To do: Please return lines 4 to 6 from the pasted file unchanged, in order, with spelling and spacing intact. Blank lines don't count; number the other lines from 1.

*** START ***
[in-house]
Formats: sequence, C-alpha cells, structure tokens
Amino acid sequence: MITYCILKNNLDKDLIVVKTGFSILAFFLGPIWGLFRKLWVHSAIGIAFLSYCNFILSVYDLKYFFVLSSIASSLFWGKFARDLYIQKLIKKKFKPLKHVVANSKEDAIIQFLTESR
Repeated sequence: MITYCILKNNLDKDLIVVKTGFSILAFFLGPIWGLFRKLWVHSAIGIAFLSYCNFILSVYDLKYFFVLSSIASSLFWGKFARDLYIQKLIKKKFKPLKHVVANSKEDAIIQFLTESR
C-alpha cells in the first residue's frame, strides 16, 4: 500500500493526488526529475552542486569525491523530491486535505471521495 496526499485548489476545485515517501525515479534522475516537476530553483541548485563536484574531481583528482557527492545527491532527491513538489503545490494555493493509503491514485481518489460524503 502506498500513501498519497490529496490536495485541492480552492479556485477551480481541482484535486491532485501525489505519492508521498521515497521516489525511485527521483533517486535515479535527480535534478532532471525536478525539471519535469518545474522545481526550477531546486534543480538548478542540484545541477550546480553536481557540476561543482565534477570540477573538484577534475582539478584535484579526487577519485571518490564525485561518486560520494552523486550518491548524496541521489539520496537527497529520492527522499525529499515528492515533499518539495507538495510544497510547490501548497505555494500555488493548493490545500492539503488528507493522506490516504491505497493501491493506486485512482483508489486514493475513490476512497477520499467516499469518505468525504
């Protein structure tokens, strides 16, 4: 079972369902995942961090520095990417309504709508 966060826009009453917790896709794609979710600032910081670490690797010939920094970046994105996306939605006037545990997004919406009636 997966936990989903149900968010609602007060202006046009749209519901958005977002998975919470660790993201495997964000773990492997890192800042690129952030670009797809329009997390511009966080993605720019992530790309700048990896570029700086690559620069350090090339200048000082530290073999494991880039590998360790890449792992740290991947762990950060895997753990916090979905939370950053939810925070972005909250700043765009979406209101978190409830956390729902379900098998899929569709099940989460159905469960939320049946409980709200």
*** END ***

Repeated sequence: MITYCILKNNLDKDLIVVKTGFSILAFFLGPIWGLFRKLWVHSAIGIAFLSYCNFILSVYDLKYFFVLSSIASSLFWGKFARDLYIQKLIKKKFKPLKHVVANSKEDAIIQFLTESR
C-alpha cells in the first residue's frame, strides 16, 4: 500500500493526488526529475552542486569525491523530491486535505471521495 496526499485548489476545485515517501525515479534522475516537476530553483541548485563536484574531481583528482557527492545527491532527491513538489503545490494555493493509503491514485481518489460524503 502506498500513501498519497490529496490536495485541492480552492479556485477551480481541482484535486491532485501525489505519492508521498521515497521516489525511485527521483533517486535515479535527480535534478532532471525536478525539471519535469518545474522545481526550477531546486534543480538548478542540484545541477550546480553536481557540476561543482565534477570540477573538484577534475582539478584535484579526487577519485571518490564525485561518486560520494552523486550518491548524496541521489539520496537527497529520492527522499525529499515528492515533499518539495507538495510544497510547490501548497505555494500555488493548493490545500492539503488528507493522506490516504491505497493501491493506486485512482483508489486514493475513490476512497477520499467516499469518505468525504
């Protein structure tokens, strides 16, 4: 079972369902995942961090520095990417309504709508 966060826009009453917790896709794609979710600032910081670490690797010939920094970046994105996306939605006037545990997004919406009636 997966936990989903149900968010609602007060202006046009749209519901958005977002998975919470660790993201495997964000773990492997890192800042690129952030670009797809329009997390511009966080993605720019992530790309700048990896570029700086690559620069350090090339200048000082530290073999494991880039590998360790890449792992740290991947762990950060895997753990916090979905939370950053939810925070972005909250700043765009979406209101978190409830956390729902379900098998899929569709099940989460159905469960939320049946409980709200």